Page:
A fully functioning Apple 1, complete with peripherals and BASIC on cassette tape, was sold in November for a record-breaking $630K to an anonymous Internet bidder.
The machine that launched the phenomenon that is Apple was a far cry from today's iPhone. The original Apple, designed and hand-built by Steve Wozniak and marketed by Steve Jobs comprised a single board - the user had to supply the case, power supply, keyboard and monitor. Only 200 were ever produced, it is thought there are fewer than 50 still in existence of which 6 are in working order. So the opportunity to buy one is a very rare event.
Even so the price realized by this machine (seen in working order in the video) of 491,868 euros, or $630,000 came as quite a shock given that the starting bid was set at 70,000 euros ($90,638) and an estimate of 120,000-200,000 euros had been made prior to the sale.
All the items in the video were included in the sale, as explained in the following extracts from the description, which also reminds us that the Apple 1 was always delivered as a motherboard only and peripheral equipment had to be obtained personally by the user.
The peripheral items are authentic and correspond to the motherboard; the power pack has the same 'transformer' which was on the market in 1976 and which was recommended by Apple. The keyboard is a 'Datanetics ASCII' always suggested by Apple for the Apple 1 and later also used for the Apple 2. The monitor is a b/w video control set by Sanyo as normally used by Apple 1owners. The cassette recorder, recommended by Apple, is an original 'Panasonic 2102 Recorder'.
The notes also mention that the motherboard has "the very rare original 'NTI' sign". According to Mike Willegal's Apple 1 Registry, this suggests it came from the later batch of machines to be produced as the first batch did not have the PCB manufacturer on the front copper layer of the board.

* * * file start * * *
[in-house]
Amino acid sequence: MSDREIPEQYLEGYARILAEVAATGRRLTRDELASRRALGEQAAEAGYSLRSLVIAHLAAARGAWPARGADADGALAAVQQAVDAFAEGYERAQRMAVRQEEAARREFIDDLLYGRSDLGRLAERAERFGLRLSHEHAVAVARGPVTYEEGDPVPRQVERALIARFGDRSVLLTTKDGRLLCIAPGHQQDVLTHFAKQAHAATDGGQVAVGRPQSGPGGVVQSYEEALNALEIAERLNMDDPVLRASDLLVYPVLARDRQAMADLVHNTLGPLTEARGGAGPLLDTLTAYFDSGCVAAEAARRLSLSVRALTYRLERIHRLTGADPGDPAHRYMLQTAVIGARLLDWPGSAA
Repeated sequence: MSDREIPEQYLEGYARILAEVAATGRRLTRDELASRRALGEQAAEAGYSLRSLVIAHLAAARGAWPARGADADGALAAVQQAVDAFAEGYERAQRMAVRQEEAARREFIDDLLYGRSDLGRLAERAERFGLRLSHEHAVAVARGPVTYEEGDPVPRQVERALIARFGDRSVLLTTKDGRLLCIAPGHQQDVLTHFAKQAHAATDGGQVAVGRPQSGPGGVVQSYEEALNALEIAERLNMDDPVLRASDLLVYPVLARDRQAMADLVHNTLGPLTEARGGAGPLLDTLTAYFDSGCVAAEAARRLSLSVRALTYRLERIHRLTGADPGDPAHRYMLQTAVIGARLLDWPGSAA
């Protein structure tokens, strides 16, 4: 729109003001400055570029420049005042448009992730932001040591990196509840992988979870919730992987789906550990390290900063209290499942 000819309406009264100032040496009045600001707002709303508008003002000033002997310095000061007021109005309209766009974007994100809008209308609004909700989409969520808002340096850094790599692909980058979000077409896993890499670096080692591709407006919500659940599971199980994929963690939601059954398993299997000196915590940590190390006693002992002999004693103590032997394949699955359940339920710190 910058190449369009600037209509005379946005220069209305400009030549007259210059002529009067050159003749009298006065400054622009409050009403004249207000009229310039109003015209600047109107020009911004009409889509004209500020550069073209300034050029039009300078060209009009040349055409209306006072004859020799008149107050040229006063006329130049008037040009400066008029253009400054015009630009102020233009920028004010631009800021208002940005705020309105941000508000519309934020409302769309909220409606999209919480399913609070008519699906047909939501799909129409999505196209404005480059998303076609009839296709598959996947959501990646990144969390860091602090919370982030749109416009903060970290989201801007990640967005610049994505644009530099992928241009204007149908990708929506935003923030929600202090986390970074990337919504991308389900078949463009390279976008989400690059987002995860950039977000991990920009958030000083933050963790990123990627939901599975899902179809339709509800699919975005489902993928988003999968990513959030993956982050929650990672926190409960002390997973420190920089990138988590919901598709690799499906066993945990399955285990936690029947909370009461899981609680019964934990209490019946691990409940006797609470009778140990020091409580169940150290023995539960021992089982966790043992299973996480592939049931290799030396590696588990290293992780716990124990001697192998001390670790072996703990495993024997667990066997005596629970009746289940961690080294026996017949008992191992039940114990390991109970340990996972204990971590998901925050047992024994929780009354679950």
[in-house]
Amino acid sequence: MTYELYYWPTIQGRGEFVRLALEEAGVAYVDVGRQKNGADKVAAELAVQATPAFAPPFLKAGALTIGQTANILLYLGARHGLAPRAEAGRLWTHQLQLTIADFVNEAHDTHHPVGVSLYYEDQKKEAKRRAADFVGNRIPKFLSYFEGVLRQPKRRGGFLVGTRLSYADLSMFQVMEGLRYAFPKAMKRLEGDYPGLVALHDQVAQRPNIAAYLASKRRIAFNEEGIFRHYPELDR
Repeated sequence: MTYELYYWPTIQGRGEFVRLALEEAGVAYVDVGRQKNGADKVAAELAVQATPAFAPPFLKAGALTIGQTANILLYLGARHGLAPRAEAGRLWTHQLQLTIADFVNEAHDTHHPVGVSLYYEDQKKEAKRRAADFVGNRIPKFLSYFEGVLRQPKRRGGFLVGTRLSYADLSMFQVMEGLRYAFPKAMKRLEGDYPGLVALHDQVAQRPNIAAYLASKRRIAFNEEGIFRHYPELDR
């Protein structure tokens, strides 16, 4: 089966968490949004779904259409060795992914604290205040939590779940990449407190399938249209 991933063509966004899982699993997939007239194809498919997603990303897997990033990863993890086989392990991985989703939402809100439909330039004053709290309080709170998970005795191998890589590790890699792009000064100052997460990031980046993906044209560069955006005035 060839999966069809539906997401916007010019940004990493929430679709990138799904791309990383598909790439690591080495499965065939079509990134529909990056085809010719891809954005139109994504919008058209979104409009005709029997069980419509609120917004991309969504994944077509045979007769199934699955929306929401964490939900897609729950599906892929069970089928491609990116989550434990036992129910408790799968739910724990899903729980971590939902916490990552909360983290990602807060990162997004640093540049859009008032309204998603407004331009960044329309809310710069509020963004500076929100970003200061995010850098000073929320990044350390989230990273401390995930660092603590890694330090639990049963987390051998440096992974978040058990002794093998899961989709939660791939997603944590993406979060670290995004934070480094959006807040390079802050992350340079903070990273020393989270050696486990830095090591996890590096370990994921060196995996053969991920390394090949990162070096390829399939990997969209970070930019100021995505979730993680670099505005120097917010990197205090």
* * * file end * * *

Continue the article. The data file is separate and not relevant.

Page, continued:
The Apple 1 did not have an operating system, just a "monitor" program which provided the interface between keyboard entry, the CPU and memory, and output ti the monitor and monitor exit. Any additional software, including BASIC (available only after February 1977) had to be loaded on cassettes, requiring a cassette-interface-card, which was offered by Apple as an optional.
The present set contains a modern replica card and the software cassettes are authentic reproductions too.
It also contains its original documentation which is interesting in its own right.
In February 1977 Apple changed their first logo depicting Isaac Newton under a 'paradisical' apple tree to the one which is still used today. The documentation ('Apple 1 Manual') included here still shows the primary logo; this documentation copy corresponds with the original one and the manual and schematic plan show the original signatures of Steve Wozniak.
This listing also covers provenance and after-sales:
The provenance of this unit has been known of and documented since 1993. The former vendor has framed and numbered this set and 3 others. The current vendor has offered to set up, install and put it into operation anywhere in the world in exchange of his expenses.
The guide price had been set taking into account other recent sales at action. One that had been sold for £133,250 ($212,267) by Christies in November 2010, was exceptional in having a signed letter from Steve Jobs together with its original box and instruction manuals. It was acquired by a private Italian collector, Marco Boglione, who has restored it to working condition and demonstrated it to students at the Polytechnic University of Turin in Italy in June 2012.
In terms of price, the previous record was held by a machine sold by Sotherby's in New York for $374,500 in June 2012. It had already changed hands on eBay in September 2010 for over $22,000.
Figures on David Greelish's Classic Computer blog record that the highest eBay price for an Apple 1 to date was $75,600 in June 2012. However, making a profit with an Apple 1 isn't necessarily going to be as easy as this.
One put up for auction at Christie’s in London earlier this month failed to meet its reserve price of £50,000 pounds ($80,071). The highest bid was only £32,000 pounds so it was withdrawn. The fact it wasn't in working condition probably accounted for its lack of success.